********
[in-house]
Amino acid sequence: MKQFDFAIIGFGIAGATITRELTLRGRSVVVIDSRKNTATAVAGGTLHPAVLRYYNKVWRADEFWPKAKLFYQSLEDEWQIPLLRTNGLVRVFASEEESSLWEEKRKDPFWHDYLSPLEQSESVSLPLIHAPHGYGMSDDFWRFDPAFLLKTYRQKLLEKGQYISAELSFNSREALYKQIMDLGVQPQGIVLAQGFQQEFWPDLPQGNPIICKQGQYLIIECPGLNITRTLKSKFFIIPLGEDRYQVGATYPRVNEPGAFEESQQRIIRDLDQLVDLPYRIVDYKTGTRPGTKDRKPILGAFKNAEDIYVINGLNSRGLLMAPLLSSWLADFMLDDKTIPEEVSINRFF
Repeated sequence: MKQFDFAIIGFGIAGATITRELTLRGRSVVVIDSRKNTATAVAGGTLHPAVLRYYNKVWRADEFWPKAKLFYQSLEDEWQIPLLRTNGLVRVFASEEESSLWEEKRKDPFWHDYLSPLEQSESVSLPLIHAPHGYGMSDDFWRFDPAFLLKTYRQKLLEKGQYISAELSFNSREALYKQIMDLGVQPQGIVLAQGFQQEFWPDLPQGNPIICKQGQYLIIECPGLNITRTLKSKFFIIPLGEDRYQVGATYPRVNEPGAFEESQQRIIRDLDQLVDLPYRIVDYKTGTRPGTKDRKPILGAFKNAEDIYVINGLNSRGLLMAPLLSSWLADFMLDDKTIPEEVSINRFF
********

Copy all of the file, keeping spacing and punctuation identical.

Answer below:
[in-house]
Amino acid sequence: MKQFDFAIIGFGIAGATITRELTLRGRSVVVIDSRKNTATAVAGGTLHPAVLRYYNKVWRADEFWPKAKLFYQSLEDEWQIPLLRTNGLVRVFASEEESSLWEEKRKDPFWHDYLSPLEQSESVSLPLIHAPHGYGMSDDFWRFDPAFLLKTYRQKLLEKGQYISAELSFNSREALYKQIMDLGVQPQGIVLAQGFQQEFWPDLPQGNPIICKQGQYLIIECPGLNITRTLKSKFFIIPLGEDRYQVGATYPRVNEPGAFEESQQRIIRDLDQLVDLPYRIVDYKTGTRPGTKDRKPILGAFKNAEDIYVINGLNSRGLLMAPLLSSWLADFMLDDKTIPEEVSINRFF
Repeated sequence: MKQFDFAIIGFGIAGATITRELTLRGRSVVVIDSRKNTATAVAGGTLHPAVLRYYNKVWRADEFWPKAKLFYQSLEDEWQIPLLRTNGLVRVFASEEESSLWEEKRKDPFWHDYLSPLEQSESVSLPLIHAPHGYGMSDDFWRFDPAFLLKTYRQKLLEKGQYISAELSFNSREALYKQIMDLGVQPQGIVLAQGFQQEFWPDLPQGNPIICKQGQYLIIECPGLNITRTLKSKFFIIPLGEDRYQVGATYPRVNEPGAFEESQQRIIRDLDQLVDLPYRIVDYKTGTRPGTKDRKPILGAFKNAEDIYVINGLNSRGLLMAPLLSSWLADFMLDDKTIPEEVSINRFF